Thursday, August 10, 2017
ICV 27 - Speaker 21: Bruce Berry
Although Zimbabwe was the first 'white colony' to leave the Empire since the exit of the United States in 1776, the story of its independence is topsy-turvy. Zimbabwe, formerly Rhodesia was considered on the UK's most loyal subjects. They were the first nation to declare war on Germany in 1939 during WWII, remember that the USA entered at the tail end of of 1941.
The declaration of Rhodesia's independence was passed with Parliament of UK's consent. On November 11, 1986 the first flag of Rhodesia was flown, the tribar of green-white-green with a coat of arms. However many of citizens of black-Rhodesia were terribly upset and saw it as the 'White-man's flag.' Eventually Rhodesia was of the few colonies to revert to the Union Flag of the UK in 1980 for a short while.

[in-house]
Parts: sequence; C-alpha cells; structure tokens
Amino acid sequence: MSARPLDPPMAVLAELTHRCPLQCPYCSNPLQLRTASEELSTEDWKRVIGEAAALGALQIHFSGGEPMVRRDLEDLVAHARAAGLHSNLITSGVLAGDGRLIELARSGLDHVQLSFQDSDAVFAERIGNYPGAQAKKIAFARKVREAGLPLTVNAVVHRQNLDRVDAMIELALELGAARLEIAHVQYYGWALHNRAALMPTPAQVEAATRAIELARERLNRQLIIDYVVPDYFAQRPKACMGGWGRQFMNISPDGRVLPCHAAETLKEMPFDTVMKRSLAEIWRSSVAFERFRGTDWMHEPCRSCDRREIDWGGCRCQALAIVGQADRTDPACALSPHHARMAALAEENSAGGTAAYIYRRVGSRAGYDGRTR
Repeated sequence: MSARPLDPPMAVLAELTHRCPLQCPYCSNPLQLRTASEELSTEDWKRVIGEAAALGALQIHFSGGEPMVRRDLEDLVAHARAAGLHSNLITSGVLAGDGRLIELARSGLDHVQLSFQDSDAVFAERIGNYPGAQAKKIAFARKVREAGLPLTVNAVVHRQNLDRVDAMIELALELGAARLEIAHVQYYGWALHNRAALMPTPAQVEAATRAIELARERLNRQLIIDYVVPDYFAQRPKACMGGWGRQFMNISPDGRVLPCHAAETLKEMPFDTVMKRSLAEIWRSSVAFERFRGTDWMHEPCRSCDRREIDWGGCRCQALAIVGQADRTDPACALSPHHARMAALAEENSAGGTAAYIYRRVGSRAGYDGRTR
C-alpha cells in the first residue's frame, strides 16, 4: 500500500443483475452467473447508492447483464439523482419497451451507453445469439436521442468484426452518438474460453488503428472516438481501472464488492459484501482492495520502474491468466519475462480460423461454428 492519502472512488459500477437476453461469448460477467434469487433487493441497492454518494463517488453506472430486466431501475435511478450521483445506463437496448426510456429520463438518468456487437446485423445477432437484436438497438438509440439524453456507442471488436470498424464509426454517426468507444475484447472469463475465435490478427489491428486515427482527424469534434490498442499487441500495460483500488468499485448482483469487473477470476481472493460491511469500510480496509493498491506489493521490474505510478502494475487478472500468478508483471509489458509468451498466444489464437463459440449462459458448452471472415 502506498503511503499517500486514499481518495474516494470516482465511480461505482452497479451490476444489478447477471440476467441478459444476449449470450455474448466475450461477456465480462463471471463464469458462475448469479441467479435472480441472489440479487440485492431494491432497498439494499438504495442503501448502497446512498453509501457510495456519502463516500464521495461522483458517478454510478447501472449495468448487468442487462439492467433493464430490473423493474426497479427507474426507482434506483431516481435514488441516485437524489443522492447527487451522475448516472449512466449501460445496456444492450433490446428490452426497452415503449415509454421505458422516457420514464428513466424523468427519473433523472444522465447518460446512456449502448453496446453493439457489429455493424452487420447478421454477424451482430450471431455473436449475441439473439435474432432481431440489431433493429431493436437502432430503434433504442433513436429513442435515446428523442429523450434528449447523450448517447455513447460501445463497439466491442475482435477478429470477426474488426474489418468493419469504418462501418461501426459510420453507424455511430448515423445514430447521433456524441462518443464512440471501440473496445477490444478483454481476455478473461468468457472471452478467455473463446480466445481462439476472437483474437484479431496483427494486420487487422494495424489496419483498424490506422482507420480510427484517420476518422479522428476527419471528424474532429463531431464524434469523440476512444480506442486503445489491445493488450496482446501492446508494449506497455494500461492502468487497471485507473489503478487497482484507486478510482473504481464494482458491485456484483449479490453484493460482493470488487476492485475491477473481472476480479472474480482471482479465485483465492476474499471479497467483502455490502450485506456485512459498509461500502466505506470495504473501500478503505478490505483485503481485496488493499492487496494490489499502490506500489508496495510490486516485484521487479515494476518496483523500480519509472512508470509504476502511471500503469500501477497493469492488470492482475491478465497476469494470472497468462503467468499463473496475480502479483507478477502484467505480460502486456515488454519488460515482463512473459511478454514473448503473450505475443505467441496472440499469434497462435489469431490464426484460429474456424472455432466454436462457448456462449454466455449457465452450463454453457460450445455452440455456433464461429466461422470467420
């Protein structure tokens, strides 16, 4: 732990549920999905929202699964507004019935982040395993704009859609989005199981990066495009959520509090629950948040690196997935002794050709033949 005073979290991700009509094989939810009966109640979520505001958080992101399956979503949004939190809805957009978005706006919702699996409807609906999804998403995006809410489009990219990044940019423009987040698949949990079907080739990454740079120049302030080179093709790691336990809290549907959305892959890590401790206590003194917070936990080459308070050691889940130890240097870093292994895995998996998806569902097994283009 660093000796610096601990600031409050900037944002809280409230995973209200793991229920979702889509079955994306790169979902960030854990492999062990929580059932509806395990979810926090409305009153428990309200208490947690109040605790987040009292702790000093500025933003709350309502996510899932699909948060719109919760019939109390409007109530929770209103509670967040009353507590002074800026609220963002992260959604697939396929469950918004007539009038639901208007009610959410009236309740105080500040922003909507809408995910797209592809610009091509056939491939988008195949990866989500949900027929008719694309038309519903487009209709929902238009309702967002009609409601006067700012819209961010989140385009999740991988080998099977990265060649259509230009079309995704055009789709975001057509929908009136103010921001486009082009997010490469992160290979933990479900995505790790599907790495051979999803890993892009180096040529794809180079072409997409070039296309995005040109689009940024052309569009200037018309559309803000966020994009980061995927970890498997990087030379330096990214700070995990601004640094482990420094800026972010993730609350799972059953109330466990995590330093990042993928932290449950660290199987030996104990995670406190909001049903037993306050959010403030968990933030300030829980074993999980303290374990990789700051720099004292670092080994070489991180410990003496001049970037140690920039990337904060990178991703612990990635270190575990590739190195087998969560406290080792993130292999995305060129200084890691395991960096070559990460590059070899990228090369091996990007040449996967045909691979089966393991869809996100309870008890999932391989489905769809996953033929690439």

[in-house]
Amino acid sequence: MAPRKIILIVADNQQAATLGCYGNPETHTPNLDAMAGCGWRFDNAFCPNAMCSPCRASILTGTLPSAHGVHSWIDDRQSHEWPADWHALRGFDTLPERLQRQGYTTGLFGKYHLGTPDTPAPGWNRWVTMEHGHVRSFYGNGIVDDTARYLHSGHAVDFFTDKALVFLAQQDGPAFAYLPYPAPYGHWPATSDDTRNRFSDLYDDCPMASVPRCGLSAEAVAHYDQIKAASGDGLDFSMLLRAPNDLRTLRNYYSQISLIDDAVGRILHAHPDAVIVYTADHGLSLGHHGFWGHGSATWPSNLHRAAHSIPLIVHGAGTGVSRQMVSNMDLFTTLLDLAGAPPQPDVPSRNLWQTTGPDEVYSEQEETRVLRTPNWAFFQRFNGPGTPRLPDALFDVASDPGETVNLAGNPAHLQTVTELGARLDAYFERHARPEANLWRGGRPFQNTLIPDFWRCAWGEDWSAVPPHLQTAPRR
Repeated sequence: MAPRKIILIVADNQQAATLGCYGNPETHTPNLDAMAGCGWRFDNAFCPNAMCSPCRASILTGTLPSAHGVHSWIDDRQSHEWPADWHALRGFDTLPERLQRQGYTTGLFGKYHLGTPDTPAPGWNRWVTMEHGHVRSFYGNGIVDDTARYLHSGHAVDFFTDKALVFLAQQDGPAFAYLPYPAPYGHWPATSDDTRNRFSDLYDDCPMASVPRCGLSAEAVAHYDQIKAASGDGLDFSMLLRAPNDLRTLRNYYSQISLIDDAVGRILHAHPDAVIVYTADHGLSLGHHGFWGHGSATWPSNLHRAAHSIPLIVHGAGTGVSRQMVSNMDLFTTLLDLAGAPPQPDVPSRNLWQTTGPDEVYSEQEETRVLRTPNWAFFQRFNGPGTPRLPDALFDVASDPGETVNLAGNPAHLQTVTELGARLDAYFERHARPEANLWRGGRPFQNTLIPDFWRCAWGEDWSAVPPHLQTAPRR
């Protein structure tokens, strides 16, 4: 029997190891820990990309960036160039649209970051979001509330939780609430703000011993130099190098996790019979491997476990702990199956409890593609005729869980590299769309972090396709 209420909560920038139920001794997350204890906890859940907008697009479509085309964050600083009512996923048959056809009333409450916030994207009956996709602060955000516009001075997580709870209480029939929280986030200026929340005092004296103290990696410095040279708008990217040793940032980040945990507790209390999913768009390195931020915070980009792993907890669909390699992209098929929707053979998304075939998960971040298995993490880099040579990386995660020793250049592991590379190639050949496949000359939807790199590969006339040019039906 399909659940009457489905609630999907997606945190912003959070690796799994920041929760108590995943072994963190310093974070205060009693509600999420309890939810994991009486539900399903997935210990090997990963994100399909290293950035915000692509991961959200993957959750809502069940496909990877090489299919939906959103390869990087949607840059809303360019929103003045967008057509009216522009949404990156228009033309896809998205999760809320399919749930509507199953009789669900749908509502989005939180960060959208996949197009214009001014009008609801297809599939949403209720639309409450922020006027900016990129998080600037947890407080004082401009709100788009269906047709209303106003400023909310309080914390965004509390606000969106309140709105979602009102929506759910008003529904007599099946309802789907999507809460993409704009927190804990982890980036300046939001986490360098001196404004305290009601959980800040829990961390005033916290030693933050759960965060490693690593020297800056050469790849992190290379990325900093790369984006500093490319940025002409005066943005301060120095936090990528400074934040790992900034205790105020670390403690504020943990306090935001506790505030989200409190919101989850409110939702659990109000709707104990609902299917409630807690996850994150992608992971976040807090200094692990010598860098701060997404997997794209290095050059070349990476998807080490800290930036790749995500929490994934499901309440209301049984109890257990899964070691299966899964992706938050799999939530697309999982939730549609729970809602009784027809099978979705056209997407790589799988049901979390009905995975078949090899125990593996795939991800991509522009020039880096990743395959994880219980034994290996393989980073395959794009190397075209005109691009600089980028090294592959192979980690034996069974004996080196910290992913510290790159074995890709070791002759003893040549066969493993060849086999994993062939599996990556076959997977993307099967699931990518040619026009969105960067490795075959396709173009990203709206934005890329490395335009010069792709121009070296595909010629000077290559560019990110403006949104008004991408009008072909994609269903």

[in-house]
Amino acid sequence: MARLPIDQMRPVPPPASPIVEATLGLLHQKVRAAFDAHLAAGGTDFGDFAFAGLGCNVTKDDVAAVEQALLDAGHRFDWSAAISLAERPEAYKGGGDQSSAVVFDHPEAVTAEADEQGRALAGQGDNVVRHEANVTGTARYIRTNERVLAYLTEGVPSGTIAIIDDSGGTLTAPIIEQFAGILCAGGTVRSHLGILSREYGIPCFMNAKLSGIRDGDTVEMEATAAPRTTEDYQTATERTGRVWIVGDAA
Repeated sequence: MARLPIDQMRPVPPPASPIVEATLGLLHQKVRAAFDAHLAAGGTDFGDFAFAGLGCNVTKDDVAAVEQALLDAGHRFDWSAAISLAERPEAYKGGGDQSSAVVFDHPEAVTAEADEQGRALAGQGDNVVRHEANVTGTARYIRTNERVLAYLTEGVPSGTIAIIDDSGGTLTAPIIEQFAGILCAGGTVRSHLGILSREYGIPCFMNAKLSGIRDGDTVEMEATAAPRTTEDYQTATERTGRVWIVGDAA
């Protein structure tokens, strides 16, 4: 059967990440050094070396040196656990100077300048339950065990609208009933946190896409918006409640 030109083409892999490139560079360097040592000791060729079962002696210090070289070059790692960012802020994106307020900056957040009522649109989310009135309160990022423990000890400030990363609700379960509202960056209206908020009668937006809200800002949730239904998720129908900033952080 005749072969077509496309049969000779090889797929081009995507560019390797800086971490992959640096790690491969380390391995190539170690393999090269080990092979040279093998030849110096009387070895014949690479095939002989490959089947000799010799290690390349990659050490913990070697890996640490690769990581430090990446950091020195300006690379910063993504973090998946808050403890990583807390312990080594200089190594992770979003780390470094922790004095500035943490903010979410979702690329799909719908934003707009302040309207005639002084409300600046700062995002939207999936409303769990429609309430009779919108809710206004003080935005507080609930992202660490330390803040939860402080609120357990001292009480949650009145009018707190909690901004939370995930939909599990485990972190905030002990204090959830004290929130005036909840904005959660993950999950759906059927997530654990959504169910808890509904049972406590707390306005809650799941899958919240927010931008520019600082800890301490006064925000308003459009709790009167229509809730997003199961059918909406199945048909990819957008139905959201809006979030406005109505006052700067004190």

Today, many of those persons of white heritage who lived though that turbulent era, look back with a certain kind of fondness for the old green and white flag. Most white Rhodesians (Zimbabwians) see it in nostalgic, non-extremist, almost friendly cultural sense.
However many extreme white pride organizations have projected this flag as an inflammatory racist symbol. This unfortunate reputation was further abounded when Dylan Roof perpetrated the mass murder at Charleston, South Carolina Church Emanuel African Methodist Church, on June 17, 2015. Roof had photos of himself next to Confederate, South African, and the old green-n-white Rhodesian flag. Sadly this flag's association with hatred and suffering was further ingrained in the collective mind.
But surely as time passes, views of the flag will perpetually change. Perhaps its best to focus on the positive?